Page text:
Friday, 31 January 2014

I Come From

I come from renovated playgrounds and
caravan holidays and long life milk,
Saturdays spent in the library
and Sunday dinners round the kitchen table.
I come from first edition Harry Potters
and my dad’s old record collection,
now gathering dust.
I come from Bristol accents,
from green walls and purple curtains,
marmite on crumpets,
the bunny fields and
evenings spent at Rosie’s house,
with hoards of comic books
and video games
and pets.
I come from the responsibility of being the eldest child,
from ‘family fun time’,
from farmers and butchers
and men who deliver vegetables,
from a stay-at-home mum
and hours spent watching day-time TV.
I come from Sunday school
and library school
and school school,
from the science block
and the languages staircase
and the subway that always stank of piss.
I come from the trees at the bottom of the garden
and the victory of climbing higher than Christopher.
I come from Shania Twain
and Pink Floyd,
but mostly from Mulan and Aladdin.
I come from talking, talking, talking;
from laughter and tears,
from throwing punches
and instant regret,
from being completely unable to hold a grudge.

Friday, 15 November 2013

Never Have I Ever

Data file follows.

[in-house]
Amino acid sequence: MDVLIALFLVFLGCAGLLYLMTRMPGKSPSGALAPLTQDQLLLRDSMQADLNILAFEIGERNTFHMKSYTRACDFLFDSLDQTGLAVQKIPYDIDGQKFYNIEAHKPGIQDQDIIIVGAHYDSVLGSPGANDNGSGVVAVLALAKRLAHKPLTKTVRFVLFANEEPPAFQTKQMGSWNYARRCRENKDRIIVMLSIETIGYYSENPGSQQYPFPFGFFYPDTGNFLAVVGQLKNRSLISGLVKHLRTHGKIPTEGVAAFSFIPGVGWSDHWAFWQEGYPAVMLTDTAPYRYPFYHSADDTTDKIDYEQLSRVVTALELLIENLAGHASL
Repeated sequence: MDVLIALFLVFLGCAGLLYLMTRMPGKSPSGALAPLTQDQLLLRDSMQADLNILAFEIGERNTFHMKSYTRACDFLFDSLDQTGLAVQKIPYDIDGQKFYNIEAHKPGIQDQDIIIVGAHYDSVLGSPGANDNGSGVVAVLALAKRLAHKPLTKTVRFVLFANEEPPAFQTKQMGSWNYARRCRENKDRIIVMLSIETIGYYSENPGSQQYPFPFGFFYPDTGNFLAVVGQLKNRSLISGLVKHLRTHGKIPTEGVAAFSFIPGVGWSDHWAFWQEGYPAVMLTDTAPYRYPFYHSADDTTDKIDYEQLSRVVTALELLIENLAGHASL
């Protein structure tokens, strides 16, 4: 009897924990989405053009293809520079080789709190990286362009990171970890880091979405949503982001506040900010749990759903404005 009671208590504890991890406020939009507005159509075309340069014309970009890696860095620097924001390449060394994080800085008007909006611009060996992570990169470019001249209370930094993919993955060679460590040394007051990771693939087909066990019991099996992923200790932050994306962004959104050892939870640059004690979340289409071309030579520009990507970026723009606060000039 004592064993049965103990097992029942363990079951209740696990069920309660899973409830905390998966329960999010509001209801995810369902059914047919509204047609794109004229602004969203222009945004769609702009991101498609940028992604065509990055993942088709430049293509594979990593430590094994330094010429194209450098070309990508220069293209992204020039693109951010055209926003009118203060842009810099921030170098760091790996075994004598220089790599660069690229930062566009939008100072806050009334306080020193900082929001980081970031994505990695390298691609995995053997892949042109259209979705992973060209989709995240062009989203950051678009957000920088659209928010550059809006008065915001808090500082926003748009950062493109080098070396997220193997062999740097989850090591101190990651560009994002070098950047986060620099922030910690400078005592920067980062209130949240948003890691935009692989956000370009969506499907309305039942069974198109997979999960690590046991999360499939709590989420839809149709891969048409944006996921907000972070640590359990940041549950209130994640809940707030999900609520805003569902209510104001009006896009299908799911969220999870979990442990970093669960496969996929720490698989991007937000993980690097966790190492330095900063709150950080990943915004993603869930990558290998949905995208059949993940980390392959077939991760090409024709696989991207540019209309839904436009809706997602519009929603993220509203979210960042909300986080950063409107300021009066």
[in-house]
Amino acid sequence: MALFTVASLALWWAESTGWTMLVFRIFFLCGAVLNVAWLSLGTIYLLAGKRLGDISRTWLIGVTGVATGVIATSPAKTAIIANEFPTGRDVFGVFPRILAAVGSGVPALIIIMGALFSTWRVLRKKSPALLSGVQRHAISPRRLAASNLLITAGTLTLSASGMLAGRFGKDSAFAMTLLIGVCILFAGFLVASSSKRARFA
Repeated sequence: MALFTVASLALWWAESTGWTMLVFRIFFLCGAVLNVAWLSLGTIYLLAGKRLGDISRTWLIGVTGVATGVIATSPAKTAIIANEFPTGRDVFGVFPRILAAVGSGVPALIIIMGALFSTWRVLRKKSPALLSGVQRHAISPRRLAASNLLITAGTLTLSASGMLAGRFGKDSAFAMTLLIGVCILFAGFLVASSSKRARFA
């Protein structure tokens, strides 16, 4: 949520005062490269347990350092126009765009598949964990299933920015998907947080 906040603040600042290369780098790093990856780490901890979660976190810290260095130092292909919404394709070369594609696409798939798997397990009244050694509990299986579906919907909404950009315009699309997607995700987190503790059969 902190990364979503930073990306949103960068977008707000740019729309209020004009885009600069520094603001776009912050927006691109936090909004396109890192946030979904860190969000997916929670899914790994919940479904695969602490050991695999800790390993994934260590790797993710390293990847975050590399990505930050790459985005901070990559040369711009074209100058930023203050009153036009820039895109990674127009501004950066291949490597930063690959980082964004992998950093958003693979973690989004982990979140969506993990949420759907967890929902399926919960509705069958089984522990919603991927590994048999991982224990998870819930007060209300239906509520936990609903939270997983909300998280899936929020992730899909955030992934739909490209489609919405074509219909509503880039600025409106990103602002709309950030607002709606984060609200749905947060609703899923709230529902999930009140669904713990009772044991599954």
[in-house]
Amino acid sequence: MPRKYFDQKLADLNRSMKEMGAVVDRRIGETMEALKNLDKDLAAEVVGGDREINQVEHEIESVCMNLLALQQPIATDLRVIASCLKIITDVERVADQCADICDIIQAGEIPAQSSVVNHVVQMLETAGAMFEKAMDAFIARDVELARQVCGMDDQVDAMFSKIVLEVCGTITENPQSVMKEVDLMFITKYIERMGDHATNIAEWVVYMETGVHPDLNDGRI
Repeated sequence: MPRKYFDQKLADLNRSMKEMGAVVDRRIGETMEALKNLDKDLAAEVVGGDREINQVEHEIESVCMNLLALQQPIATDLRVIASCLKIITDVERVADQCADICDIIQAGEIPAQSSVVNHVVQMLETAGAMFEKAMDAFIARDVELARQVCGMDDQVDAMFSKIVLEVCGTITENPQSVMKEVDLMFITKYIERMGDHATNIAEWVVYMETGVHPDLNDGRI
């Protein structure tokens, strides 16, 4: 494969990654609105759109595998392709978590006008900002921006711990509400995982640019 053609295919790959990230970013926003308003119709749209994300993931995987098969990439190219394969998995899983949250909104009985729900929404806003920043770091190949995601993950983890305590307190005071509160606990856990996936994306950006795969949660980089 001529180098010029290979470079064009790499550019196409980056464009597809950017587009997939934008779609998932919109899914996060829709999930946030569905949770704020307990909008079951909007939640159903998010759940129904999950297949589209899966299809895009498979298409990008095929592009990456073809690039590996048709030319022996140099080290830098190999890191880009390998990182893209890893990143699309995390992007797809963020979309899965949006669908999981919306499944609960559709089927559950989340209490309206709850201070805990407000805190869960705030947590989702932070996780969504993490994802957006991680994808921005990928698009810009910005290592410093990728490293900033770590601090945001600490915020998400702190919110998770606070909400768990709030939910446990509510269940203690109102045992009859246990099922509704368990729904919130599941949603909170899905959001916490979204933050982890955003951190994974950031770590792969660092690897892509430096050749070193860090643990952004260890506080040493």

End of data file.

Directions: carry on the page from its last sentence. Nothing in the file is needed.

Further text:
I have never been to New Zealand
where the sheep outnumber the men
and orks apparently roam free.

But I have been to the old family farm
in Inverness, seeped in centuries
of McKimmie history

though no longer ours.
I have never heard the roar of the
Niagara Falls, as the water cascades down

and the Mounties tell visitors
to keep away from the cliff edge.
But I have heard my Nana

switching between accents:
from Scottish to Bristolian
or Bristolian to Scottish

depending on who she is talking to.
I have never seen the Northern Lights -
pinks and blues and greens

clashing against each other.
But I have played Never Have I Ever
at two in the afternoon

drinking cheap wine with friends
wrapped up in blankets and coats
because we are too broke to turn on the heating.

Wednesday, 30 October 2013

The Rollercoaster

Her heart is in her throat. Ahead, a hundred people wait in line, excited by the chance of soaring up into the clouds.

Maybe, she thinks, maybe things will get better now.